Prospect Baldoquin excited to be around Angels' stars

Cuban shortstop addresses media at camp

Prospect Baldoquin excited to be around Angels' stars

TEMPE, Ariz. -- A long journey has finally brought Roberto Baldoquin, potentially the Angels' shortstop of the future, to Spring Training, and the 20-year-old is already thinking about winning a World Series with the Halos.

He arrived at camp Friday and spoke to the media for the first time Saturday, recapping his journey from Cuba to the Dominican Republic to Tempe over the last year, and setting his sights on helping the Angels in the near future.

"The main thing is I'm very excited to be around guys like [Albert] Pujols, [Erick] Aybar, Mike Trout," Baldoquin said through interpreter Jose Mota. "Guys who have done it on the field and guys I can kind of look up to and see their pattern. It's a matter of getting on the path to the big leagues, but it's good to be around players of that caliber."

The Angels gave Baldoquin an $8 million signing bonus in early November, which was a record under the new guidelines until Yoan Lopez broke it by signing for $8.27 million with the D-backs -- and it was a $15 million commitment, considering the 100 percent overage tax on a spending pool that began at $2,383,700.

"He's 20, we're going to take our time with him," general manager Jerry Dipoto said. "But he has some things you just can't teach. He has soft, quick hands. He has great feet. And he has a wonderful internal clock on the field. We felt very comfortable with the player. The challenge … was where these guys fit financially into the great spectrum of players available in the pool of talent."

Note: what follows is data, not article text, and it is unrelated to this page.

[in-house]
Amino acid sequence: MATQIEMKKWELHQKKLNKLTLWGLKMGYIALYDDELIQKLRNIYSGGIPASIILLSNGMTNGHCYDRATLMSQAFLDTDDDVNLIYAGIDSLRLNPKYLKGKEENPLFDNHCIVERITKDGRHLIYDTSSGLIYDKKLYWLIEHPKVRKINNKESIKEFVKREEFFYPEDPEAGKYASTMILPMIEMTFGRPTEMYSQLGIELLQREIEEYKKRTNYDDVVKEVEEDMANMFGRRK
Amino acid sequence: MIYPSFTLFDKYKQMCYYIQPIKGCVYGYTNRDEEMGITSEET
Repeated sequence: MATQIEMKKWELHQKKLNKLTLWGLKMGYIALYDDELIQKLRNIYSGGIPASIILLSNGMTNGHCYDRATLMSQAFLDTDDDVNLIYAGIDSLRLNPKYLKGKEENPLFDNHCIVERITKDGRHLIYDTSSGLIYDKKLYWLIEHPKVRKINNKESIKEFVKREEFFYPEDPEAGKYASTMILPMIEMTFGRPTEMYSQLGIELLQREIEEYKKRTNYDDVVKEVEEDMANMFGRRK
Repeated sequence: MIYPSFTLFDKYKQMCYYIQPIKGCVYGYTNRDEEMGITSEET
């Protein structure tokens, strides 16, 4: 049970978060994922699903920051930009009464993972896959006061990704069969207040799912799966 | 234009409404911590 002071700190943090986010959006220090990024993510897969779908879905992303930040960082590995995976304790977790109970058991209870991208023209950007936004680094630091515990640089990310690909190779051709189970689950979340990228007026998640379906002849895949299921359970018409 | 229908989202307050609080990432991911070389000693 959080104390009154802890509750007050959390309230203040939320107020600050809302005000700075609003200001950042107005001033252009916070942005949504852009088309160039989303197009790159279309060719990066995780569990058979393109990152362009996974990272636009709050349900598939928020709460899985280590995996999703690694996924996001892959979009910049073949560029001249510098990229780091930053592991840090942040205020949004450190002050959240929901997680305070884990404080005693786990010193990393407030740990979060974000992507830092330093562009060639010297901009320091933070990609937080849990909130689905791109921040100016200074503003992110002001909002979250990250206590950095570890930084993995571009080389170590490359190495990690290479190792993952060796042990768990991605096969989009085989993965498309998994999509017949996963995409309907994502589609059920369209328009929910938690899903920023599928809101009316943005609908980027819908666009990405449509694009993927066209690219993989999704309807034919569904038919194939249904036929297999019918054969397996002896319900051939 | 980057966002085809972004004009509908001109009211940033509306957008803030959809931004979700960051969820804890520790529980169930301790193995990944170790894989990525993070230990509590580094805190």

Dipoto said the Angels are committed to starting Baldoquin at the Class A level, regardless of what he shows this spring. That may not be on Opening Day, but it'll be the starting point for a player they believe can be Major League-ready by 2016, in time to potentially take Aybar's place at shortstop.

"Wherever he winds up, he's going to be one of the youngest players on his team," Dipoto said. "And he'll also wind up being one of the most mature, is my guess."

Indeed, Angels front-office members rave about not only Baldaquin's tools, but his character and that of the family members and support system he holds close. He was discovered, essentially, as he worked out with fellow Cuban defector-turned-Major Leaguer Yasmany Tomas, who also signed with the D-backs.

The Angels eventually focused their attention on Baldoquin, who impressed during an individual workout at the club's academy in the Dominican Republic.

"What I saw from them is the fact that they had confidence in me as a ballplayer, but they also showed an interest in getting to know me as a person, and that really made me feel comfortable immediately and quickly feel like I'm part of a big family," Baldoquin said.

Joey Nowak is a reporter for Follow him on Twitter at @joeynowak. This story was not subject to the approval of Major League Baseball or its clubs.